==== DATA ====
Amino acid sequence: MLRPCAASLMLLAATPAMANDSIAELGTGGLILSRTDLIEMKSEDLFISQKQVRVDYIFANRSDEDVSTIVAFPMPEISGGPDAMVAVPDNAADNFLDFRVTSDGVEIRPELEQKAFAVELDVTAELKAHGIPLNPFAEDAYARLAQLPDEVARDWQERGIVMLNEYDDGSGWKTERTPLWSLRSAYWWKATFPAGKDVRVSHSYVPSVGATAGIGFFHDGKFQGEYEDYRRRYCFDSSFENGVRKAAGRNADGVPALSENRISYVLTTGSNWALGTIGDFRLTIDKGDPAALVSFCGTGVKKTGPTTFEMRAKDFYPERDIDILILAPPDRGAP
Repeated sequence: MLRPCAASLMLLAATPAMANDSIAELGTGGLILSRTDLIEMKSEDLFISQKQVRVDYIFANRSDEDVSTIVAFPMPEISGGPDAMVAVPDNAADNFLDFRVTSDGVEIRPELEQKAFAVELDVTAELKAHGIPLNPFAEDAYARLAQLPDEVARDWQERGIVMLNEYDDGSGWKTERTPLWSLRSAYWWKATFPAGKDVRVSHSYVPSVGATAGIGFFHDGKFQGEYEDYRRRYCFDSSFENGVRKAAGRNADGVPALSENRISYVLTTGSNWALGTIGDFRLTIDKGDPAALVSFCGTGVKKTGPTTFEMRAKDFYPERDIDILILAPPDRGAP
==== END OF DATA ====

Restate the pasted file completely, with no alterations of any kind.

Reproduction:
Amino acid sequence: MLRPCAASLMLLAATPAMANDSIAELGTGGLILSRTDLIEMKSEDLFISQKQVRVDYIFANRSDEDVSTIVAFPMPEISGGPDAMVAVPDNAADNFLDFRVTSDGVEIRPELEQKAFAVELDVTAELKAHGIPLNPFAEDAYARLAQLPDEVARDWQERGIVMLNEYDDGSGWKTERTPLWSLRSAYWWKATFPAGKDVRVSHSYVPSVGATAGIGFFHDGKFQGEYEDYRRRYCFDSSFENGVRKAAGRNADGVPALSENRISYVLTTGSNWALGTIGDFRLTIDKGDPAALVSFCGTGVKKTGPTTFEMRAKDFYPERDIDILILAPPDRGAP
Repeated sequence: MLRPCAASLMLLAATPAMANDSIAELGTGGLILSRTDLIEMKSEDLFISQKQVRVDYIFANRSDEDVSTIVAFPMPEISGGPDAMVAVPDNAADNFLDFRVTSDGVEIRPELEQKAFAVELDVTAELKAHGIPLNPFAEDAYARLAQLPDEVARDWQERGIVMLNEYDDGSGWKTERTPLWSLRSAYWWKATFPAGKDVRVSHSYVPSVGATAGIGFFHDGKFQGEYEDYRRRYCFDSSFENGVRKAAGRNADGVPALSENRISYVLTTGSNWALGTIGDFRLTIDKGDPAALVSFCGTGVKKTGPTTFEMRAKDFYPERDIDILILAPPDRGAP